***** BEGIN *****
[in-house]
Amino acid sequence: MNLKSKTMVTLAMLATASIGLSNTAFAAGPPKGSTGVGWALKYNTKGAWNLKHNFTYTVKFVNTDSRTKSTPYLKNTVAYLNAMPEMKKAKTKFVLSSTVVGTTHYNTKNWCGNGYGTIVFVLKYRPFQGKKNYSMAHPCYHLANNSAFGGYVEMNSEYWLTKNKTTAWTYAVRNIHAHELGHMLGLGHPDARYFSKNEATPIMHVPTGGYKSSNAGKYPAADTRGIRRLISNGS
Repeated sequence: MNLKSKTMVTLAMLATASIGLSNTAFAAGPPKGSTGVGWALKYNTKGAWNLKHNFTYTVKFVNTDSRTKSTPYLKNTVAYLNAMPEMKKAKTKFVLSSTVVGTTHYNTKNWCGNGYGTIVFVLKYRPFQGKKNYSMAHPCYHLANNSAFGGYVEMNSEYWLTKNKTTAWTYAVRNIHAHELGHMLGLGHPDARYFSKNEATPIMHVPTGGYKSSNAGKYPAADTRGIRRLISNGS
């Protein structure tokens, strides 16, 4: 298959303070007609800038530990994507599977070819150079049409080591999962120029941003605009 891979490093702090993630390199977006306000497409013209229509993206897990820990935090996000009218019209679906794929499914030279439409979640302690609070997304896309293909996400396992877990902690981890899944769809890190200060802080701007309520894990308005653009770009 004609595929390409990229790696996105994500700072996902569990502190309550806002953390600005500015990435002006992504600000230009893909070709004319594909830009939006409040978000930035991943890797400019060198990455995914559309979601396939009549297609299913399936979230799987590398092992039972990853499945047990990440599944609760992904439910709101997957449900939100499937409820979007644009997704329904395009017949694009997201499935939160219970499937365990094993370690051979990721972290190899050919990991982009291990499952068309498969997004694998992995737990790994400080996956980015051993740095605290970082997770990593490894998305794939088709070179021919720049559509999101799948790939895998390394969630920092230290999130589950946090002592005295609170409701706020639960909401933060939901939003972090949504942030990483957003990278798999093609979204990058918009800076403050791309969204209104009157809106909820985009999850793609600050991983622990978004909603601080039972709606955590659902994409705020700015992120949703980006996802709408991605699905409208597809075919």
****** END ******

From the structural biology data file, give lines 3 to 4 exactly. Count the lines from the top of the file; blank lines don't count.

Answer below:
Repeated sequence: MNLKSKTMVTLAMLATASIGLSNTAFAAGPPKGSTGVGWALKYNTKGAWNLKHNFTYTVKFVNTDSRTKSTPYLKNTVAYLNAMPEMKKAKTKFVLSSTVVGTTHYNTKNWCGNGYGTIVFVLKYRPFQGKKNYSMAHPCYHLANNSAFGGYVEMNSEYWLTKNKTTAWTYAVRNIHAHELGHMLGLGHPDARYFSKNEATPIMHVPTGGYKSSNAGKYPAADTRGIRRLISNGS
């Protein structure tokens, strides 16, 4: 298959303070007609800038530990994507599977070819150079049409080591999962120029941003605009 891979490093702090993630390199977006306000497409013209229509993206897990820990935090996000009218019209679906794929499914030279439409979640302690609070997304896309293909996400396992877990902690981890899944769809890190200060802080701007309520894990308005653009770009 004609595929390409990229790696996105994500700072996902569990502190309550806002953390600005500015990435002006992504600000230009893909070709004319594909830009939006409040978000930035991943890797400019060198990455995914559309979601396939009549297609299913399936979230799987590398092992039972990853499945047990990440599944609760992904439910709101997957449900939100499937409820979007644009997704329904395009017949694009997201499935939160219970499937365990094993370690051979990721972290190899050919990991982009291990499952068309498969997004694998992995737990790994400080996956980015051993740095605290970082997770990593490894998305794939088709070179021919720049559509999101799948790939895998390394969630920092230290999130589950946090002592005295609170409701706020639960909401933060939901939003972090949504942030990483957003990278798999093609979204990058918009800076403050791309969204209104009157809106909820985009999850793609600050991983622990978004909603601080039972709606955590659902994409705020700015992120949703980006996802709408991605699905409208597809075919």